A new round of data from the Chapel Hill Expert Survey, covering 2019, is due to be released. The survey, which estimates the positions of political parties on a variety of ideological and policy issues, offers an invaluable tool for assessing political competition in Europe. Ryan Bakker, Liesbet Hooghe, Seth Jolly, Gary Marks, Jonathan Polk, Jan Rovny, Marco Steenbergen, and Milada Anna Vachudova draw on the latest data to examine where European political parties now stand on European integration, and how their positions have changed since the last full survey was conducted in 2014.

Support for populist parties that claim to defend ‘the people’ against the establishment has risen across Europe – and this sentiment appears to extend to the European Union (EU). From the Northern League in Italy and the Forum for Democracy in the Netherlands to the AfD in Germany, many populist parties denounce European integration as an elitist project that undermines the interests of ordinary people and the nation.

Yet in the streets and at the ballot box, parties and movements that support European integration have also strengthened. During his successful campaign, French President Emmanuel Macron waved the European flag – and so have many pro-democracy demonstrators on the streets of Prague and Warsaw. Using new expert survey data on party positions, we ask: Where do European political parties stand on European integration, and how have their positions changed over the last five years?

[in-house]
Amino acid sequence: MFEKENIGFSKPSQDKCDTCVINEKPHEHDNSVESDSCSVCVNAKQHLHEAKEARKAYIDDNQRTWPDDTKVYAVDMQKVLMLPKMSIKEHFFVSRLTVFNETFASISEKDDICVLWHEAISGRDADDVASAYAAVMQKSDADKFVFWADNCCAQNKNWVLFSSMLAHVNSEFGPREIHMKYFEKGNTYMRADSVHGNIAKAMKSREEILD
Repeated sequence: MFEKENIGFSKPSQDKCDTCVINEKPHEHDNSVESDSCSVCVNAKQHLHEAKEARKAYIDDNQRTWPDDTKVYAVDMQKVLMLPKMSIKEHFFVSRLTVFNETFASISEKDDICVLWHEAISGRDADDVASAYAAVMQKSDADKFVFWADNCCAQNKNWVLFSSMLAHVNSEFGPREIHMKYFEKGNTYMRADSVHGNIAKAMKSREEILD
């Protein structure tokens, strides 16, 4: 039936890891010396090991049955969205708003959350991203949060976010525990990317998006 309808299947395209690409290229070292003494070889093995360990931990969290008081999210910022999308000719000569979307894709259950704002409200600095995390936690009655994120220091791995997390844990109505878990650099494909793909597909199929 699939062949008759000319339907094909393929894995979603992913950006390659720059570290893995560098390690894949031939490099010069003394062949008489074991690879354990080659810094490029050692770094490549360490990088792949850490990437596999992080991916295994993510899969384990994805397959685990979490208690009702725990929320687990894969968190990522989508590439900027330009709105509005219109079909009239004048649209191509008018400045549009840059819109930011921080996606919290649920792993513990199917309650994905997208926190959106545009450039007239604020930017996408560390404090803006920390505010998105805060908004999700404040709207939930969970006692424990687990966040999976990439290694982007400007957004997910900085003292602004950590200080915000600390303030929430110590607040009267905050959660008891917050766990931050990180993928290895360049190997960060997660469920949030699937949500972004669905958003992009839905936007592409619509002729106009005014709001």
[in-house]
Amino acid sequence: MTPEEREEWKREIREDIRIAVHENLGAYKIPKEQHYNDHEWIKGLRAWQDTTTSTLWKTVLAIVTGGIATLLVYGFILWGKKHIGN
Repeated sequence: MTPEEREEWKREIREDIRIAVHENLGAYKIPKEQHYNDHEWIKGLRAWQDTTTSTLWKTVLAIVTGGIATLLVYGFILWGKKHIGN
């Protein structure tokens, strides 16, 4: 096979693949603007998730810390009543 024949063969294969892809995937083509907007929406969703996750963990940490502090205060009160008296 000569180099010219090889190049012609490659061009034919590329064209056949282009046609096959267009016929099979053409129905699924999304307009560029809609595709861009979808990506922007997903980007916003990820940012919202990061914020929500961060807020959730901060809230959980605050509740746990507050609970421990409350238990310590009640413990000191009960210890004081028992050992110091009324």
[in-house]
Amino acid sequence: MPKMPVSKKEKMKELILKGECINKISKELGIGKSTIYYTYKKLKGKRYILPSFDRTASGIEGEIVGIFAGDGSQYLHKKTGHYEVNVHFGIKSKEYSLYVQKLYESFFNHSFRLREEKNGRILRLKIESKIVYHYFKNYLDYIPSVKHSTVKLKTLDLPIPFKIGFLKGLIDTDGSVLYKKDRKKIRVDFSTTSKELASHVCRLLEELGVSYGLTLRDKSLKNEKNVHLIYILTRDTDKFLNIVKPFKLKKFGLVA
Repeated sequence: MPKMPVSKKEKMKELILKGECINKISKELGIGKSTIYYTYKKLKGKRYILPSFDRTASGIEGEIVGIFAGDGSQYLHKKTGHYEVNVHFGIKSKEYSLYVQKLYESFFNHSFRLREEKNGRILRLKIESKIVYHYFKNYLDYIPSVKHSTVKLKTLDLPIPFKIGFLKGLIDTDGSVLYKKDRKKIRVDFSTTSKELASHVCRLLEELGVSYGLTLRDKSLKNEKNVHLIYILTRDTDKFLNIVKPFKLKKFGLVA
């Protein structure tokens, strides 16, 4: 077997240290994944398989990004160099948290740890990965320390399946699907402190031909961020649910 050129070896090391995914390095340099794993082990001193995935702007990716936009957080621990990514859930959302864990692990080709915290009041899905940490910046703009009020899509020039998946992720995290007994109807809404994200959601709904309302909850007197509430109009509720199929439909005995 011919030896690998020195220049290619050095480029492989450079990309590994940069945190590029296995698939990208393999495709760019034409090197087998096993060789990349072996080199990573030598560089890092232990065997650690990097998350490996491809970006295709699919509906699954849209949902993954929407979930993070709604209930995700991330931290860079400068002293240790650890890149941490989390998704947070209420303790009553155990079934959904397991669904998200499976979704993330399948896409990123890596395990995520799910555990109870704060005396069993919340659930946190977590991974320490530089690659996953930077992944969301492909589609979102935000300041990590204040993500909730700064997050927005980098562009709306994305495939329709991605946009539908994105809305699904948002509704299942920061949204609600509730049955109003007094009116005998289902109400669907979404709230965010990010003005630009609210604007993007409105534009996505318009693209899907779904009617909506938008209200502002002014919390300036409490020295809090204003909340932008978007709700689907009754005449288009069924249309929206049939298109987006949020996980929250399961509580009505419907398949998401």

Since 1999, the Chapel Hill Expert Survey (CHES) has been estimating the positions of political parties in the member states of the European Union on a variety of ideological and policy issues. With the newly released 2019 data, we can compare how parties have changed their positions over time. What we find is that parties generally show limited programmatic flexibility. This is even the case for European integration during these last five eventful years: Across all member states there has been, overall, very little change between 2014 (the date of our last full survey) and 2019, as shown in Figure 1. In 2014, the average party position was 4.93 on a 1-7 scale, with higher values meaning more support for the EU. In 2019, the average party position on European integration was substantively indistinguishable at 5.05.

Figure 1: Support for European integration in 2014 and 2019

Note: The boxplot shows the median, 25th and 75th percentile of support for European integration. Source: chesdata.eu

This overall continuity in party positions on the EU is remarkable given the dynamic nature of European politics over this 5-year period that included both the refugee crisis in 2015 and the referendum on Britain leaving the EU in 2016. Our data reveal that political parties maintained steady support for the EU from 2014 and 2019. But this does not tell the whole story.

‘New’ parties are substantially more Eurosceptic than ‘old’ parties

When we compare the EU positions of parties that are new to the 2019 data with the EU positions of parties that were also included in our 2014 survey, we see a meaningful divergence. The ‘new’ parties in the 2019 data have a mean EU position of 4.5 while the ‘old’ parties have a mean EU position of 5.2, nearly a full point more supportive of the EU on the 1-7 scale. Established parties thus stand in stark contrast to new parties that challenge the status quo and that are considerably more Eurosceptic.